Kong on the other hand, I have seen, and It was an enjoyable enough movie for me to not regret seeing it, but I'm not eager to see it again. That movie was soo long, and there were things that are pointless to the actual story that the writers decided to develop, making the movie 20-30 minutes longer than it needed to be, namely the kid who was picked up at sea, and has absolutely no storyline significance. And another thing I didn't like was the huge amount of Deus Ex Machina the movie had.
last edited on July 14, 2011 10:49AM
CORY at 10:59PM, Jan. 9, 2006
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Black Kitty
… the four children being sons of Adam and daughters of Eve.

I liked how they did that. Instead of just referring them to as “Humans.”

To be honest that was the least religious thing I found about the movie. In fact, I didn't even think about it 'till now.
last edited on July 14, 2011 11:46AM
Black_Kitty at 12:07AM, Jan. 10, 2006
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CORY
I liked how they did that. Instead of just referring them to as “Humans.”

To be honest that was the least religious thing I found about the movie. In fact, I didn't even think about it 'till now.

I liked it too, I found it quite…romantic almost? Definitely fantasy-ish.

I don't think it's even a particularly religious reference at all. Well, it's religious in that he's alluding to Christian figures but it doesn't have the feel of an allusion that's religiously motivated.

.: Black Kitty :.
last edited on July 14, 2011 11:23AM
Chameloncholic at 12:44AM, Jan. 10, 2006
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Oh I mostly picked up on Aslan dieing for Edmunds sins and then being born again, but that's just me.

I recall Tolkien was rather blunt on the subject. Both Tolkien and Lewis liked to place religion in thier works but whereas Tolkien would spread attributes of the religious character across several of the main characters Lewis went the other way. Tolkien thought that he lacked subtlety, I agree.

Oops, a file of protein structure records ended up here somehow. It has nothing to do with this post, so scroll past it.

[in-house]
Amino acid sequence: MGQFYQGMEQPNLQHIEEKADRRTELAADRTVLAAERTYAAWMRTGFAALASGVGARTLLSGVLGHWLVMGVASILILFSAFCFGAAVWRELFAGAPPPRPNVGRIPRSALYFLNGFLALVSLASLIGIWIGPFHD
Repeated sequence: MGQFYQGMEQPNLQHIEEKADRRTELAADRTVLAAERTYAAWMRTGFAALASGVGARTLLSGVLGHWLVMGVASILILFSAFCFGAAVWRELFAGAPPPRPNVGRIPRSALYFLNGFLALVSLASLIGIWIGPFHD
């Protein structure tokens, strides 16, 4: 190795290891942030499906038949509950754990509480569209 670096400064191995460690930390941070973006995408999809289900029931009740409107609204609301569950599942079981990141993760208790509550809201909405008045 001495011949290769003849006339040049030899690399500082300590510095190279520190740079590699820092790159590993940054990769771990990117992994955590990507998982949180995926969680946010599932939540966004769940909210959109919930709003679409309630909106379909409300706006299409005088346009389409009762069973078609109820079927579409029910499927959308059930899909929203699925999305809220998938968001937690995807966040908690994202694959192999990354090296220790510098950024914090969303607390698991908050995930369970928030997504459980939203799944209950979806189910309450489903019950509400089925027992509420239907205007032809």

last edited on July 14, 2011 11:39AM
ozoneocean at 5:44AM, Jan. 10, 2006
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In terms of putting religion in their work, they're both extremely subtle if you locate them in the context of the time. Western literature has always made a big point of religious (Christian) enlightenment. Tolkien and Lewis were on the tale end of that movement.
People like Charles Williams and G.K.Chesterton were much more forward. Lewis comes more from the school of fantasy writers like George MacDonald and Lord Dunsany, where Christianity is just a part of their writing because it’s a part of them as people.
Of course you could point to other “contemporaries” such as Robert E Howard, Clark Ashton Smith, and H.P.Lovecraft as examples of men who weren’t so uptight on Christian religion in their fantasy writing, but they weren’t intending to produce literature. Their aim’s tended to be more towards fun, entertainment, and money.

E.R.Eddison is the only early 20thC Fantasy writer who I can think of who set out to produce literature and yet didn’t give it any discernable Christian overtones (or undertones). But then I’m not an expert…

Personally I find the Christianity in Narnia limited and obvious; therefore easy to ignore. In the end there’s probably more ‘pagan’ stuff in Lewis and Tolkien than all the Harry Potter books combined.
 
last edited on July 14, 2011 2:23PM
hpkomic at 6:02AM, Jan. 10, 2006
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You can never go wrong with H.P. Lovecraft.

NEVER.
last edited on July 14, 2011 12:50PM
isukun at 6:16AM, Jan. 10, 2006
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I haven't seen the first movie, yet, but I would like to see them continue the Narnia series. When I read the books back in grade school, I didn't think the later books were quite as obvious with the Christian themes as the first one. Does anyone remember the old cartoon movie for the Lion the Witch and the Wardrobe?

.: isukun :.
last edited on July 14, 2011 1:03PM
ozoneocean at 6:44AM, Jan. 10, 2006
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H.P. Lovecraft was indeed a great writer.

I remember the old cartoon Iskun. It wasn't bad. I remember that it looked pretty flat… but that was the style at the time. It’s been a very long time since I saw it though.
They re-broadcasted the radio plays of the first four books on BBC7 over Boxing Day. I listened to most of that on the net. It was pretty well done.
 
last edited on July 14, 2011 2:23PM
Thevampire_kain01 at 7:27AM, Jan. 10, 2006
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I think that both are pritty good, good in special effects, and detail and realism, but if i had to choose, my choice would have to be narina. i have the whole narina collection (books) and thier pretty good
last edited on July 14, 2011 4:28PM
CORY at 11:15PM, Jan. 10, 2006
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“Neither King Kong director Peter Jackson nor Chronicles of Narnia: The Lion, The Witch and The Wardrobe director Andrew Adamson were nominated by the Directors Guild of America for its annual award.”

Whoops! I was wrong!
last edited on July 14, 2011 11:46AM